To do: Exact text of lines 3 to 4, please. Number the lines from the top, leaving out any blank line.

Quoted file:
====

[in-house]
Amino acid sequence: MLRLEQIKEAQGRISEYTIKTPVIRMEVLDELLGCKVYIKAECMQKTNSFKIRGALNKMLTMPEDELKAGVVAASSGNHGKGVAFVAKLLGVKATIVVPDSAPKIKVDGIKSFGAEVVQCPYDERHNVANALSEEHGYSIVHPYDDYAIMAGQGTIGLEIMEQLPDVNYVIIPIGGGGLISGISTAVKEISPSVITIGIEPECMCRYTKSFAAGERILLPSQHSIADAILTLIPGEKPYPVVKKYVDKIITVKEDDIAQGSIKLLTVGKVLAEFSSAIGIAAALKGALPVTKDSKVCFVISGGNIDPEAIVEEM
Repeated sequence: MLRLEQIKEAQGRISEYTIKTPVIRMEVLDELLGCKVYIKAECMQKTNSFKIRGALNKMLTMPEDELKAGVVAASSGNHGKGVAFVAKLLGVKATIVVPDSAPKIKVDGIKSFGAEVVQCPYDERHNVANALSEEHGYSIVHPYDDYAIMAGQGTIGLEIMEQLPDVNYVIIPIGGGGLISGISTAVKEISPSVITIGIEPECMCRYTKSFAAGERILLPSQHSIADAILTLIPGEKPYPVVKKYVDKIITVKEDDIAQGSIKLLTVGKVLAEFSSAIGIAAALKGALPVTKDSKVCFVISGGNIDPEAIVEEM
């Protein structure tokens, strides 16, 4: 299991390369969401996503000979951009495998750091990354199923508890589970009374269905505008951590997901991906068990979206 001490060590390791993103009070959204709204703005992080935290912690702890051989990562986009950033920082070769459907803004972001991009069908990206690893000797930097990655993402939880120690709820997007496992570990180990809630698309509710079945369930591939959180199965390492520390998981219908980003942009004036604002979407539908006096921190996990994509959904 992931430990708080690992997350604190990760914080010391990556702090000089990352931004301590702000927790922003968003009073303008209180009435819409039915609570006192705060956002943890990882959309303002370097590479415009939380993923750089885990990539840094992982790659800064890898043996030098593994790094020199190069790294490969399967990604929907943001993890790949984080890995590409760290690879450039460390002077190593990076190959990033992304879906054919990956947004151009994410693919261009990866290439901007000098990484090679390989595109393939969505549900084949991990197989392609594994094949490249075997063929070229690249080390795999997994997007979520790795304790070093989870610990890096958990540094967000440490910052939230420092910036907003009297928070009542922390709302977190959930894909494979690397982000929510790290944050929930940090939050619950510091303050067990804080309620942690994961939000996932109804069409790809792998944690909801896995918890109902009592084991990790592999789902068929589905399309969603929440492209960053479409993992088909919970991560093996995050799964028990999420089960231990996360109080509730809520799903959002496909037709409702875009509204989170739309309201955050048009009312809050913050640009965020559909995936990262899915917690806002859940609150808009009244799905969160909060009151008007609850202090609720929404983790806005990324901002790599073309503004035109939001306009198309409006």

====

Repeated sequence: MLRLEQIKEAQGRISEYTIKTPVIRMEVLDELLGCKVYIKAECMQKTNSFKIRGALNKMLTMPEDELKAGVVAASSGNHGKGVAFVAKLLGVKATIVVPDSAPKIKVDGIKSFGAEVVQCPYDERHNVANALSEEHGYSIVHPYDDYAIMAGQGTIGLEIMEQLPDVNYVIIPIGGGGLISGISTAVKEISPSVITIGIEPECMCRYTKSFAAGERILLPSQHSIADAILTLIPGEKPYPVVKKYVDKIITVKEDDIAQGSIKLLTVGKVLAEFSSAIGIAAALKGALPVTKDSKVCFVISGGNIDPEAIVEEM
């Protein structure tokens, strides 16, 4: 299991390369969401996503000979951009495998750091990354199923508890589970009374269905505008951590997901991906068990979206 001490060590390791993103009070959204709204703005992080935290912690702890051989990562986009950033920082070769459907803004972001991009069908990206690893000797930097990655993402939880120690709820997007496992570990180990809630698309509710079945369930591939959180199965390492520390998981219908980003942009004036604002979407539908006096921190996990994509959904 992931430990708080690992997350604190990760914080010391990556702090000089990352931004301590702000927790922003968003009073303008209180009435819409039915609570006192705060956002943890990882959309303002370097590479415009939380993923750089885990990539840094992982790659800064890898043996030098593994790094020199190069790294490969399967990604929907943001993890790949984080890995590409760290690879450039460390002077190593990076190959990033992304879906054919990956947004151009994410693919261009990866290439901007000098990484090679390989595109393939969505549900084949991990197989392609594994094949490249075997063929070229690249080390795999997994997007979520790795304790070093989870610990890096958990540094967000440490910052939230420092910036907003009297928070009542922390709302977190959930894909494979690397982000929510790290944050929930940090939050619950510091303050067990804080309620942690994961939000996932109804069409790809792998944690909801896995918890109902009592084991990790592999789902068929589905399309969603929440492209960053479409993992088909919970991560093996995050799964028990999420089960231990996360109080509730809520799903959002496909037709409702875009509204989170739309309201955050048009009312809050913050640009965020559909995936990262899915917690806002859940609150808009009244799905969160909060009151008007609850202090609720929404983790806005990324901002790599073309503004035109939001306009198309409006």